I took my first art/design course when I was a sophomore in high school (six years ago). I was interested in making art for video games and I was already learning C# and experimenting with tools like Autodesk maya and engines like UDK to make my own stuff.
That whole dream never really panned out (ended up in hard sciences) but I really went at the art. I was doing fifty hours a week, staying up all night to practice contour and learn to draw new things. It was one of my first real obsessive periods. I periodically get really into things which later eb and flow but most have stuck around (writing and drawing more than anything).
For the class we had to do daily sketches from life or our head based on a prompt. These are some of them. Bare in mind that while I was working hard, I was very much a beginner. It’s awesome to look back and compare this stuff to my current works and compositions. The style is actually pretty similar, still, in a lot of ways. It’s just more refined and cohesive now.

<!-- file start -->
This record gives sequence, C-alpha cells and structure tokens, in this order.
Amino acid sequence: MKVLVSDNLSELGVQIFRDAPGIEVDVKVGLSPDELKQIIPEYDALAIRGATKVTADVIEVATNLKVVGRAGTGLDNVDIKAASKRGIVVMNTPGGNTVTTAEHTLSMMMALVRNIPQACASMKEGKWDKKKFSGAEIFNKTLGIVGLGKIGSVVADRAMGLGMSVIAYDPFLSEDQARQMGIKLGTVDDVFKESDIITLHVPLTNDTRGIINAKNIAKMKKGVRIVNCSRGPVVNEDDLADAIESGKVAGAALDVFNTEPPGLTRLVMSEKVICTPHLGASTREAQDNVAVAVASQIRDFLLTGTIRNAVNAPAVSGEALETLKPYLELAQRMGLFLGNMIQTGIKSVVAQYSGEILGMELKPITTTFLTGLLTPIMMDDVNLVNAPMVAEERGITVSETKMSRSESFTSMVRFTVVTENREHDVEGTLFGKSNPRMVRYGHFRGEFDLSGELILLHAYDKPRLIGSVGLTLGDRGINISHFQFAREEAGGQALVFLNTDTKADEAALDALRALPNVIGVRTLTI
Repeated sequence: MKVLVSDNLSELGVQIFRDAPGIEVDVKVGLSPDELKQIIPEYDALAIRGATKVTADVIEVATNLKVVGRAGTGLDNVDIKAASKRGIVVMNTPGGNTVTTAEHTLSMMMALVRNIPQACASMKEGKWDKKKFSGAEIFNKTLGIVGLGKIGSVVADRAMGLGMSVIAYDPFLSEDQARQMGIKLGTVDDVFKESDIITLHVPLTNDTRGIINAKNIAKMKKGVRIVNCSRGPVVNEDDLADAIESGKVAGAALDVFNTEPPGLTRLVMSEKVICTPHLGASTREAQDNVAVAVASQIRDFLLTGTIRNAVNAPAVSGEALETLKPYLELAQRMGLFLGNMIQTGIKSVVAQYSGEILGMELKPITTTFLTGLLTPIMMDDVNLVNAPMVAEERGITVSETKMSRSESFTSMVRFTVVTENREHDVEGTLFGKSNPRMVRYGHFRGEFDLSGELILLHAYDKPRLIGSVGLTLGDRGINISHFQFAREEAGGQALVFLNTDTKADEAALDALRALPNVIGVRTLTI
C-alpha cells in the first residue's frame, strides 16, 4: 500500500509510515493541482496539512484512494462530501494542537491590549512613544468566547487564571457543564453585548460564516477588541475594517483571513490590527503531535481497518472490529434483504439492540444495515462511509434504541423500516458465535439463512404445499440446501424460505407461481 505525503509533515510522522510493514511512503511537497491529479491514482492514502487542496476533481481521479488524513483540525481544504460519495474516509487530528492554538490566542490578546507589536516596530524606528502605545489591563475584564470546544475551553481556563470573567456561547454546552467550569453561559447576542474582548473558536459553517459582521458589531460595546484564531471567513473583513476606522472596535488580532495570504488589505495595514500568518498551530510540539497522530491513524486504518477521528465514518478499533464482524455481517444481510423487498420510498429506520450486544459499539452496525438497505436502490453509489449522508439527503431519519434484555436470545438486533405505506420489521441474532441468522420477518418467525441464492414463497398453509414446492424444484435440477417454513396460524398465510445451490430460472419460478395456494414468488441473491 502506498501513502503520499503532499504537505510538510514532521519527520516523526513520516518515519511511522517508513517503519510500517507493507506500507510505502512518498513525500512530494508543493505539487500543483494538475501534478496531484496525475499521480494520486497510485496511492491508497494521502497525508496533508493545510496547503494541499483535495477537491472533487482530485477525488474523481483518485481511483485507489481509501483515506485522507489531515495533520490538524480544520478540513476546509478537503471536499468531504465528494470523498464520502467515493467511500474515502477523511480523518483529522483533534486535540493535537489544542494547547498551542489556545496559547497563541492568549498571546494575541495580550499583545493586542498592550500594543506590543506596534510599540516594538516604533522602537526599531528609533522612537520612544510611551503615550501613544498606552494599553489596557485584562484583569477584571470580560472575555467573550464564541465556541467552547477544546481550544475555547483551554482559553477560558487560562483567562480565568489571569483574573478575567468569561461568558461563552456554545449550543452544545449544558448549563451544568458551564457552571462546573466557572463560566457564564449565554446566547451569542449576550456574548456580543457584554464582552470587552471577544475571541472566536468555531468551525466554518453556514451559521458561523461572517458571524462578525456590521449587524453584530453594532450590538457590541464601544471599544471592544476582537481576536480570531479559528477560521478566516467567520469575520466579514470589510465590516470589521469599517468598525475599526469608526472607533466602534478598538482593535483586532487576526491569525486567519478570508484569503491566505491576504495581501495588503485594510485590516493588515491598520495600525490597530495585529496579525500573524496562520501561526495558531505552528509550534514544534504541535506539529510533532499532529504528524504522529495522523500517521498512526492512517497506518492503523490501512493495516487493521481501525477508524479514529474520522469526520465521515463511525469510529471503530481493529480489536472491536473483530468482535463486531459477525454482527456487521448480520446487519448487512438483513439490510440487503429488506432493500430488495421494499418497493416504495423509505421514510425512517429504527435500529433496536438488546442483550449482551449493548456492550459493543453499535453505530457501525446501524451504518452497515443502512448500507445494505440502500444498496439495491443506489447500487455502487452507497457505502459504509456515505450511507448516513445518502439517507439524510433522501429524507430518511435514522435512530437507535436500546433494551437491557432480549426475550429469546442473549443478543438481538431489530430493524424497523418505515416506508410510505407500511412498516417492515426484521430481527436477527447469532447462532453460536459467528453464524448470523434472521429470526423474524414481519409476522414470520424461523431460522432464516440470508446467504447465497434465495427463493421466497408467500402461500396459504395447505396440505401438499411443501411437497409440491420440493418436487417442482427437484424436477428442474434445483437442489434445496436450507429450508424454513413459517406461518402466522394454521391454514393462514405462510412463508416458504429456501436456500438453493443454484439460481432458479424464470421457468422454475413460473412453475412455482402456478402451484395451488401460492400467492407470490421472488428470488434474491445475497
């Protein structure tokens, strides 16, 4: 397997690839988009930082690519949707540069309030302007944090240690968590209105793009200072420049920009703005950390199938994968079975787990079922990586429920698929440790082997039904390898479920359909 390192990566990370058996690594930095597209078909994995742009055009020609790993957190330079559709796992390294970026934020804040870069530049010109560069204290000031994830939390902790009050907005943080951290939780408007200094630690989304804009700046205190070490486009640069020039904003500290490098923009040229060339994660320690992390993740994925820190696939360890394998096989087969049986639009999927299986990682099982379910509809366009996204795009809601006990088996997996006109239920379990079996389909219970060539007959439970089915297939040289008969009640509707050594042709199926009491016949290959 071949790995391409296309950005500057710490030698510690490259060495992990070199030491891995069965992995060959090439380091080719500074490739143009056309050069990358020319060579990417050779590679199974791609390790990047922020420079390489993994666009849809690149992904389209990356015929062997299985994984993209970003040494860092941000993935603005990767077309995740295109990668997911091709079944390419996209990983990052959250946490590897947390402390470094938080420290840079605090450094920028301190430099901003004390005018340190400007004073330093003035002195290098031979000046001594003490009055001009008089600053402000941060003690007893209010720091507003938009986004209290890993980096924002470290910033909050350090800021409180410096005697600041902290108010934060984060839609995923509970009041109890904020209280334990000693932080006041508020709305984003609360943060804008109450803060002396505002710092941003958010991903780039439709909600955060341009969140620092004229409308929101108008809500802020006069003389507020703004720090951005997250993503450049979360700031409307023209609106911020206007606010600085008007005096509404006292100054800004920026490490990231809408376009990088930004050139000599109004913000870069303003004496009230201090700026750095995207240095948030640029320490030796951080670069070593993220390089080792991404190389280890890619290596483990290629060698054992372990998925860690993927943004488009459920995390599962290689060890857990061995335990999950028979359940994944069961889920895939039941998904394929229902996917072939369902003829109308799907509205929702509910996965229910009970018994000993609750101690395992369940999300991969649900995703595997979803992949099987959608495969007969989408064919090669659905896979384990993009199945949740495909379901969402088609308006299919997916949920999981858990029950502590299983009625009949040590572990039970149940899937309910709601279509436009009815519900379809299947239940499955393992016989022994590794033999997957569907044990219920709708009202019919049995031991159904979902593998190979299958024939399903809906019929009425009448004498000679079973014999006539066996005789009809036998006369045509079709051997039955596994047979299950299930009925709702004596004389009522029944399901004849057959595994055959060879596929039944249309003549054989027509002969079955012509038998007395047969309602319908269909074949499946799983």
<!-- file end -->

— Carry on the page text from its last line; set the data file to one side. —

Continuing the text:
I’ll go in order of the pages and this was taped to the front page.
I started out with bic pens and markers which s what this was in. Pretty sketchy shading but I was really proud of the contour. It took my a while and few tries at the time to nail down the general shape of a face let alone the gesture of a body.
This was probably the first time I tried to depict tattoos on skin, which is something I do on a regular basis now. I’ve gone so far as to design elaborate tattoos just so I could put them in a drawing later on:
In this semi-photo-realistic digital portrait I spent the most time on the tattoos and hair. I’ve found that abstract designs (time here) work much better for accenting skin in the context of a drawing.
This style evolved further into turning the skin into it’s own canvas within a canvas:
Here the skin is less skin and more of a symbolic mosaic kind of story. I don’t like to explain intent explicitly and won’t, but there is a specific reason things are where they are here.